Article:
t’s 1962 in Athens, and middle-aged con man Chester MacFarland (Viggo Mortensen) is on the lam from cheated New York investors, his ebullient younger wife Colette (Kirsten Dunst) by his side. They’re on a European Grand Tour at the expense of the swindled. By chance, they rub up against a young American tour guide named Rydal (Oscar Isaac of “Inside Llewyn Davis” fame), who, fluent in Greek, runs his own racket fleecing tourists.
Chester reminds Rydal of his recently dead father, and the fate of the two men suddenly entwine. When Chester accidentally kills a private eye hired to hunt him down, Rydal intervenes to help (or so it appears), giving the couple safe haven in Crete — if only Rydal weren’t snared by Colette’s flirtatious looks.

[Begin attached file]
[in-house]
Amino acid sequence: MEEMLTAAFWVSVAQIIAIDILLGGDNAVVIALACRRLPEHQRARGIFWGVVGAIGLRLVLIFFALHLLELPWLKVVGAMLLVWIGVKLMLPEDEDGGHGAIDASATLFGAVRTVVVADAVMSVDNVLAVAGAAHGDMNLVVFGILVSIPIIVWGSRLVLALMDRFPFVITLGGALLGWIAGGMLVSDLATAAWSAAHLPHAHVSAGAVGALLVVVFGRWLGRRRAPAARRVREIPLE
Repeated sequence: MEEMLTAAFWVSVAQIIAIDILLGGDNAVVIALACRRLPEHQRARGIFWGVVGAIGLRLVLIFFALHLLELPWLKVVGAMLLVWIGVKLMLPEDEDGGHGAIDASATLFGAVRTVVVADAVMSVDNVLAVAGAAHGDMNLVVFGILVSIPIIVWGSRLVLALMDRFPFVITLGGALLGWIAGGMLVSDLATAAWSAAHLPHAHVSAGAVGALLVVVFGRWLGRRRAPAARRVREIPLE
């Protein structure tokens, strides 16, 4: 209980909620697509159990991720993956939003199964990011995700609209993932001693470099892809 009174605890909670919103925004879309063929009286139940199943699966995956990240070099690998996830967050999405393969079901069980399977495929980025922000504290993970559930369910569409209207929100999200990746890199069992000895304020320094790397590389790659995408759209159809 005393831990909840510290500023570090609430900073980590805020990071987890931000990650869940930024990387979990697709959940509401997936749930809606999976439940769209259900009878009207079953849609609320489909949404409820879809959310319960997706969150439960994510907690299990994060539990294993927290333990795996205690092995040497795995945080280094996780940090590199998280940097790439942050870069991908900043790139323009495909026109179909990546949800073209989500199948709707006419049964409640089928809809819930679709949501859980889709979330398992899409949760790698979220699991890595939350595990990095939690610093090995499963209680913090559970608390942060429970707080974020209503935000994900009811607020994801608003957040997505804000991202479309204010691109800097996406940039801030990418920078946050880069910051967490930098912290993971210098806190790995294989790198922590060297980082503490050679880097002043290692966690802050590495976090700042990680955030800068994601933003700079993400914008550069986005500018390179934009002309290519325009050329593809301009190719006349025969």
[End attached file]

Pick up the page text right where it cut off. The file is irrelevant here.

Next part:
Anglo-Iranian director Hossein Amani’s pretty-to-look-at debut feature, from a Patricia Highsmith novel, seems at times like a modest version of Anthony Minghella’s star-studded “The Talented Mr. Ripley,” another Highsmith yarn that applied a similar but more complex story to Italian locations (Minghella’s actor son Max is among the executive producers). The tension, such as it is, wraps itself around male rivalry, and that can grow wearying. But after the testosterone wars abate, Amini twists the story toward a noose-tightening conclusion, riffs on paternity contributing to an effective thriller that makes the best of location shooting.
Mortensen is his usual solid self, while Isaac’s Rydal is a typical Highsmith youth torn between larceny and love but getting full doses of neither.